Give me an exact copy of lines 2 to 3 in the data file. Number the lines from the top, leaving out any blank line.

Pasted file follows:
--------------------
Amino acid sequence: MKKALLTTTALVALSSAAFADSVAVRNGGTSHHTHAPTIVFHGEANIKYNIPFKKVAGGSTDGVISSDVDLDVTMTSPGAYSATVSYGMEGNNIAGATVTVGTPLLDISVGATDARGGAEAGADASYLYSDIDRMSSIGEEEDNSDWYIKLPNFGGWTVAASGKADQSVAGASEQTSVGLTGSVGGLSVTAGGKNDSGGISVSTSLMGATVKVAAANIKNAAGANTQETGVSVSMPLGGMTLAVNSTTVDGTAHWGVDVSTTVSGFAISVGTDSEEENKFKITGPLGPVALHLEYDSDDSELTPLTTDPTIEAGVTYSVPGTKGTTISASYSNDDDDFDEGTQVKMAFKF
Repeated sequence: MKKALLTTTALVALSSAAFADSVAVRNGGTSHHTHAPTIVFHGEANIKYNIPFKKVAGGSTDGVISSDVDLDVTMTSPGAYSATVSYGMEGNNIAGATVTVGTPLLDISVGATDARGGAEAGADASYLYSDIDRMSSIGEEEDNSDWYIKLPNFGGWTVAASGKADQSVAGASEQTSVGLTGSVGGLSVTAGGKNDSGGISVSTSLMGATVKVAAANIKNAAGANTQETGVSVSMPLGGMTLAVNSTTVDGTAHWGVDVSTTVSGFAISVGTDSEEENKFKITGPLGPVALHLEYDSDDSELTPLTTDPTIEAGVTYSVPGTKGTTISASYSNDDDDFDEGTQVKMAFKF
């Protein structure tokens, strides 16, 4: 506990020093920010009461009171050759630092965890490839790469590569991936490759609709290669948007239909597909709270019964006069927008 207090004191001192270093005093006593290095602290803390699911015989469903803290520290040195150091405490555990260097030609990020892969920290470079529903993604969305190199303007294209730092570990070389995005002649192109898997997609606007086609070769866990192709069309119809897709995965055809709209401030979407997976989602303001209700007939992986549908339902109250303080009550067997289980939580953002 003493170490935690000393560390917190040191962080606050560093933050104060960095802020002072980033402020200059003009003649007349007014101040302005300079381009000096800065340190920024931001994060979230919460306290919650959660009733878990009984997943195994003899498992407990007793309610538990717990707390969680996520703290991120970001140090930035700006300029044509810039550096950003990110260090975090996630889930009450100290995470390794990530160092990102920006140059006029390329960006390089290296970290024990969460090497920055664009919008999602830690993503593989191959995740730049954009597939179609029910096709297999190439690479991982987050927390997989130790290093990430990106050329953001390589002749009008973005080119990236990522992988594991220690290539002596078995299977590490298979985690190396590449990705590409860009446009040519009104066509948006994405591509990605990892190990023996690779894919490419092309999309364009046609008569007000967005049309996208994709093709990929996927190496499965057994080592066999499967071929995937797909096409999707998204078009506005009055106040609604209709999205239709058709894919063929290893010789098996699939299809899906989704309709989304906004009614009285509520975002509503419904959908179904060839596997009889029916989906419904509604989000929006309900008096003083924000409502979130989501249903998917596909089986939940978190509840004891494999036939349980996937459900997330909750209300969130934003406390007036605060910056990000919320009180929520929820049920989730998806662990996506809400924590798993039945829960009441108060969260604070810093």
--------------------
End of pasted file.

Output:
Repeated sequence: MKKALLTTTALVALSSAAFADSVAVRNGGTSHHTHAPTIVFHGEANIKYNIPFKKVAGGSTDGVISSDVDLDVTMTSPGAYSATVSYGMEGNNIAGATVTVGTPLLDISVGATDARGGAEAGADASYLYSDIDRMSSIGEEEDNSDWYIKLPNFGGWTVAASGKADQSVAGASEQTSVGLTGSVGGLSVTAGGKNDSGGISVSTSLMGATVKVAAANIKNAAGANTQETGVSVSMPLGGMTLAVNSTTVDGTAHWGVDVSTTVSGFAISVGTDSEEENKFKITGPLGPVALHLEYDSDDSELTPLTTDPTIEAGVTYSVPGTKGTTISASYSNDDDDFDEGTQVKMAFKF
């Protein structure tokens, strides 16, 4: 506990020093920010009461009171050759630092965890490839790469590569991936490759609709290669948007239909597909709270019964006069927008 207090004191001192270093005093006593290095602290803390699911015989469903803290520290040195150091405490555990260097030609990020892969920290470079529903993604969305190199303007294209730092570990070389995005002649192109898997997609606007086609070769866990192709069309119809897709995965055809709209401030979407997976989602303001209700007939992986549908339902109250303080009550067997289980939580953002 003493170490935690000393560390917190040191962080606050560093933050104060960095802020002072980033402020200059003009003649007349007014101040302005300079381009000096800065340190920024931001994060979230919460306290919650959660009733878990009984997943195994003899498992407990007793309610538990717990707390969680996520703290991120970001140090930035700006300029044509810039550096950003990110260090975090996630889930009450100290995470390794990530160092990102920006140059006029390329960006390089290296970290024990969460090497920055664009919008999602830690993503593989191959995740730049954009597939179609029910096709297999190439690479991982987050927390997989130790290093990430990106050329953001390589002749009008973005080119990236990522992988594991220690290539002596078995299977590490298979985690190396590449990705590409860009446009040519009104066509948006994405591509990605990892190990023996690779894919490419092309999309364009046609008569007000967005049309996208994709093709990929996927190496499965057994080592066999499967071929995937797909096409999707998204078009506005009055106040609604209709999205239709058709894919063929290893010789098996699939299809899906989704309709989304906004009614009285509520975002509503419904959908179904060839596997009889029916989906419904509604989000929006309900008096003083924000409502979130989501249903998917596909089986939940978190509840004891494999036939349980996937459900997330909750209300969130934003406390007036605060910056990000919320009180929520929820049920989730998806662990996506809400924590798993039945829960009441108060969260604070810093």